Animal

The bite of any animal, whether it is a wild animal or a pet, may result in an open wound. Dog and cat bites are common. Although a dog bite is likely to cause more extensive tissue damage than a cat bite, the cat bite may be more dangerous, because a wider variety of bacteria is usually present in the mouth of a cat. Many wild animals, especially bats, raccoons, and rats, transmit rabies. Tetanus is an added danger in animal bites. Any animal bite carries a great risk of infection.

Rabies, or hydrophobia, is an infectious disease due to a virus. It can be transmitted through the infected saliva of a rabid animal to another animal or to a human being. The infection can be spread when the rabid animal's bite causes an open wound, even a scratch, or when the rabid animal licks an existing open wound on a human or a nonrabid animal.

The indications that an animal is rabid are variable and may be misleading. On the one hand, a rabid animal may drool, be irritable, be unusually active, or be clearly dangerous; on the other hand, it may be quiet, partially paralyzed, stuporous, or even affectionate. Every effort must be made to restrain any suspected rabid animal so that it can be kept under observation to see whether it develops the final stages of the disease. Do not kill such an animal unless it is absolutely necessary. If killing is necessary, take precautions not to damage the animal's head, which must be examined by public health authorities. Get help and advice from the police, a veterinarian, a physician, or local public health authorities as to how long a live animal that is thought to be rabid should be observed. Regulations vary from one community to another, but the average period is 15 days. If the animal cannot be caught for observation, arrange for immediate rabies immunization for any person it has bitten.

An animal in the final stages of rabies will develop some of the signs of the disease within 48 hours and will usually die within a few days after those signs appear. If the animal proves to be rabid, vaccine therapy must be given to build up body immunity in the victim in time to prevent the disease.

There is no known cure for rabies once its final-stage symptoms develop. After a person is bitten and the rabies virus is transmitted to him, the virus must go through an incubation period that may vary in duration. Any person who is bitten by an animal thought to be rabid should take no chances and should get medical care immediately. In the meantime, before a physician takes charge, thoroughly wash the wound with soap and water, flush it liberally, and apply a dressing. Movement of the arms and legs should be avoided until the victim has had medical care.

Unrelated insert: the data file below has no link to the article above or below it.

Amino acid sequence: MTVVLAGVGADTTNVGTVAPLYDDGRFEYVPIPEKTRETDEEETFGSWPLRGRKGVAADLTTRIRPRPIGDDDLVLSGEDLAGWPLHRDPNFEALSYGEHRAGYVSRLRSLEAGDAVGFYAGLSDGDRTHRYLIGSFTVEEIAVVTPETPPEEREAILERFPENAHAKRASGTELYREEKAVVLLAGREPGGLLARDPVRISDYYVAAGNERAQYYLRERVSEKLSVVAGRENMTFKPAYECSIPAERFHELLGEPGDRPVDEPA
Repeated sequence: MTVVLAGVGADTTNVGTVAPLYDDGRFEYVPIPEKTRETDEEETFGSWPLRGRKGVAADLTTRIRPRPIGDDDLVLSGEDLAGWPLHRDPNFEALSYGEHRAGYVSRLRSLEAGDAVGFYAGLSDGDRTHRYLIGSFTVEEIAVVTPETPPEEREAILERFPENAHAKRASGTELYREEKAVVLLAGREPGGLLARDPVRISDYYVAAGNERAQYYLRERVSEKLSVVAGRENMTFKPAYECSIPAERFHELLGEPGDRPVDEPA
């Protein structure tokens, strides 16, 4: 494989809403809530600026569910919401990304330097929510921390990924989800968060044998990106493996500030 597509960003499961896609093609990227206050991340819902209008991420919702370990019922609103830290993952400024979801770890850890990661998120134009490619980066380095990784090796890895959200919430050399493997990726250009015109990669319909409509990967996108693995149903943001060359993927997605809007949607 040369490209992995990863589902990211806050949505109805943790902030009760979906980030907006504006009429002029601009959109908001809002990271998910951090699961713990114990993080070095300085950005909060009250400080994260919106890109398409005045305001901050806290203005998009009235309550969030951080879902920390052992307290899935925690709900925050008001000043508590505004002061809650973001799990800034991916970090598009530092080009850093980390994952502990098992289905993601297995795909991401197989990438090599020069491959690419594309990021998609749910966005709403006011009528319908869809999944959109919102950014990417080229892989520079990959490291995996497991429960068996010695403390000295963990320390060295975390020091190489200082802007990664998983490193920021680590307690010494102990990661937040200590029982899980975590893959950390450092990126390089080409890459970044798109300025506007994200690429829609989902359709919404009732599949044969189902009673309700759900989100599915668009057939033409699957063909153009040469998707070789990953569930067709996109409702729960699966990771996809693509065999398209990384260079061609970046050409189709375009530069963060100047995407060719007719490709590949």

CLOSED WOUNDS

Most closed wounds are caused by external forces, such as falls and motor vehicle accidents. Many closed wounds are relatively small and involve soft tissues; the black eye is an example. Others, however, involve fractures of the limbs, spine, or skull and damage to vital organs (see page 44, Fig. 19) within the skull, chest, or abdomen. Massive injury to soft tissues—such as muscles, blood vessels, and nerves—can be very serious and can result in lasting disabilities.

Signs and Symptoms

Pain and tenderness are the most common symptoms of a closed wound. Usual signs are swelling and discoloration of soft tissues and deformity of limbs caused by fractures or dislocations. Suspect a closed wound with internal bleeding and possible rupture of a body organ whenever powerful force exerted on the body has produced severe shock or unconsciousness. Even if signs of injury are obvious, internal injury is probable when any of the following general symptoms are present:

  • Cold, clammy, pale skin, very rapid but weak pulse, rapid breathing, and dizziness.
  • Pain and tenderness in a part of the body in which injury is suspected, especially if deep pain continues but seems out of proportion to the outward signs of injury.
  • Uncontrolled restlessness and excessive thirst.
  • Vomiting or coughing up of blood or passage of blood in the urine or feces.

Emergency Care

Carefully examine the victim for fractures and other injuries to the head, neck, chest, abdomen, limbs, back, and spine. If an internal injury is suspected, get medical care for the victim as soon as possible. If a closed fracture is suspected, immobilize the affected area before moving the victim. Carefully transport him in a lying position and give special attention to preventing shock. Also, watch the victim's breathing and take measures to prevent either blockage of the airway or stoppage of breathing. Do not give fluids by mouth to a victim suspected of having internal injury, regardless of how much he complains of thirst.

When a relatively small closed wound occurs (such as a black eye), put cold applications on the injured area. The applications will help to reduce additional swelling and may slow down internal bleeding.





Thomas G. Parker

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  • Comment #1 (Posted by Carole Sherrill)
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    Straight to the point information, easily understood, and addressed my needs.
     
  • Comment #2 (Posted by pramesh)
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    really helpful and valuable information
     
  • Comment #3 (Posted by Lisa Gantner MD)
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    Rats and other rodents almost never transmit rabies. There has not been a rat transmitted case in this country ever.
     
  • Comment #4 (Posted by nyamwaya)
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    excellent and educative information